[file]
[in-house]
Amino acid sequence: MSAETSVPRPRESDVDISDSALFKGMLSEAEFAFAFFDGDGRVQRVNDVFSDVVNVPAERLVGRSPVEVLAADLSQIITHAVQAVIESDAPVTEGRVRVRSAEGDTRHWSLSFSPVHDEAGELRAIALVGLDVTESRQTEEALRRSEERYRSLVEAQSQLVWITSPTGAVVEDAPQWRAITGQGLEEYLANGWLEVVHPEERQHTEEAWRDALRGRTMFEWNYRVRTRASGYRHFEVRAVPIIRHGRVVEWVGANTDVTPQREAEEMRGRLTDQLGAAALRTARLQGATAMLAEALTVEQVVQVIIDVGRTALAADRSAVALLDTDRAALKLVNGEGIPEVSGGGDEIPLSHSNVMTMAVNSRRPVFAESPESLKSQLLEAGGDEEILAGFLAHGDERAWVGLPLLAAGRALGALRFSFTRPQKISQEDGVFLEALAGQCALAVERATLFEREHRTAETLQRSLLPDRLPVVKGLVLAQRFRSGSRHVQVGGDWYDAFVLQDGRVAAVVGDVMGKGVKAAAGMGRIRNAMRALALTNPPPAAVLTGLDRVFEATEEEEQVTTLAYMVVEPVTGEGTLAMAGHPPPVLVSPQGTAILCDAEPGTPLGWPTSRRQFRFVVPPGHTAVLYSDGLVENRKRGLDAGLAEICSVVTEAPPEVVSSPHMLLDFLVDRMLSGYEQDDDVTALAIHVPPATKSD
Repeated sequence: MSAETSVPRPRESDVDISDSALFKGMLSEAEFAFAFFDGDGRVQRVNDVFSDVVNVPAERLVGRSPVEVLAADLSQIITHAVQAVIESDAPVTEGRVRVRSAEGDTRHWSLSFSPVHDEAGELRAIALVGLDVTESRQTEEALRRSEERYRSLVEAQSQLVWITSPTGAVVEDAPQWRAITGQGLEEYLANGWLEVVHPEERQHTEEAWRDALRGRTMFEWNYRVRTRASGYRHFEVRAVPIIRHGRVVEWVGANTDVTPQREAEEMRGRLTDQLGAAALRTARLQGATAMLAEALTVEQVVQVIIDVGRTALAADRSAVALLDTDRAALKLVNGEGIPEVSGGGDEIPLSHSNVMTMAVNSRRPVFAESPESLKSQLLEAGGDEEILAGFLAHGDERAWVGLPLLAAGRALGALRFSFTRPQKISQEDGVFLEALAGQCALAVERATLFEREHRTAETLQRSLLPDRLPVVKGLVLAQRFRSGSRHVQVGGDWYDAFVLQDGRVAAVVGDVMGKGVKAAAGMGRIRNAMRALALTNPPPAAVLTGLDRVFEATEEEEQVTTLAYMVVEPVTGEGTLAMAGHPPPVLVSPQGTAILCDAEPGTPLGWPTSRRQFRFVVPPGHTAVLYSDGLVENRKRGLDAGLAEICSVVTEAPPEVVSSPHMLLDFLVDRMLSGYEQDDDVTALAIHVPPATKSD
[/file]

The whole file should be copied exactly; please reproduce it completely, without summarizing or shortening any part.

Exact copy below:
[in-house]
Amino acid sequence: MSAETSVPRPRESDVDISDSALFKGMLSEAEFAFAFFDGDGRVQRVNDVFSDVVNVPAERLVGRSPVEVLAADLSQIITHAVQAVIESDAPVTEGRVRVRSAEGDTRHWSLSFSPVHDEAGELRAIALVGLDVTESRQTEEALRRSEERYRSLVEAQSQLVWITSPTGAVVEDAPQWRAITGQGLEEYLANGWLEVVHPEERQHTEEAWRDALRGRTMFEWNYRVRTRASGYRHFEVRAVPIIRHGRVVEWVGANTDVTPQREAEEMRGRLTDQLGAAALRTARLQGATAMLAEALTVEQVVQVIIDVGRTALAADRSAVALLDTDRAALKLVNGEGIPEVSGGGDEIPLSHSNVMTMAVNSRRPVFAESPESLKSQLLEAGGDEEILAGFLAHGDERAWVGLPLLAAGRALGALRFSFTRPQKISQEDGVFLEALAGQCALAVERATLFEREHRTAETLQRSLLPDRLPVVKGLVLAQRFRSGSRHVQVGGDWYDAFVLQDGRVAAVVGDVMGKGVKAAAGMGRIRNAMRALALTNPPPAAVLTGLDRVFEATEEEEQVTTLAYMVVEPVTGEGTLAMAGHPPPVLVSPQGTAILCDAEPGTPLGWPTSRRQFRFVVPPGHTAVLYSDGLVENRKRGLDAGLAEICSVVTEAPPEVVSSPHMLLDFLVDRMLSGYEQDDDVTALAIHVPPATKSD
Repeated sequence: MSAETSVPRPRESDVDISDSALFKGMLSEAEFAFAFFDGDGRVQRVNDVFSDVVNVPAERLVGRSPVEVLAADLSQIITHAVQAVIESDAPVTEGRVRVRSAEGDTRHWSLSFSPVHDEAGELRAIALVGLDVTESRQTEEALRRSEERYRSLVEAQSQLVWITSPTGAVVEDAPQWRAITGQGLEEYLANGWLEVVHPEERQHTEEAWRDALRGRTMFEWNYRVRTRASGYRHFEVRAVPIIRHGRVVEWVGANTDVTPQREAEEMRGRLTDQLGAAALRTARLQGATAMLAEALTVEQVVQVIIDVGRTALAADRSAVALLDTDRAALKLVNGEGIPEVSGGGDEIPLSHSNVMTMAVNSRRPVFAESPESLKSQLLEAGGDEEILAGFLAHGDERAWVGLPLLAAGRALGALRFSFTRPQKISQEDGVFLEALAGQCALAVERATLFEREHRTAETLQRSLLPDRLPVVKGLVLAQRFRSGSRHVQVGGDWYDAFVLQDGRVAAVVGDVMGKGVKAAAGMGRIRNAMRALALTNPPPAAVLTGLDRVFEATEEEEQVTTLAYMVVEPVTGEGTLAMAGHPPPVLVSPQGTAILCDAEPGTPLGWPTSRRQFRFVVPPGHTAVLYSDGLVENRKRGLDAGLAEICSVVTEAPPEVVSSPHMLLDFLVDRMLSGYEQDDDVTALAIHVPPATKSD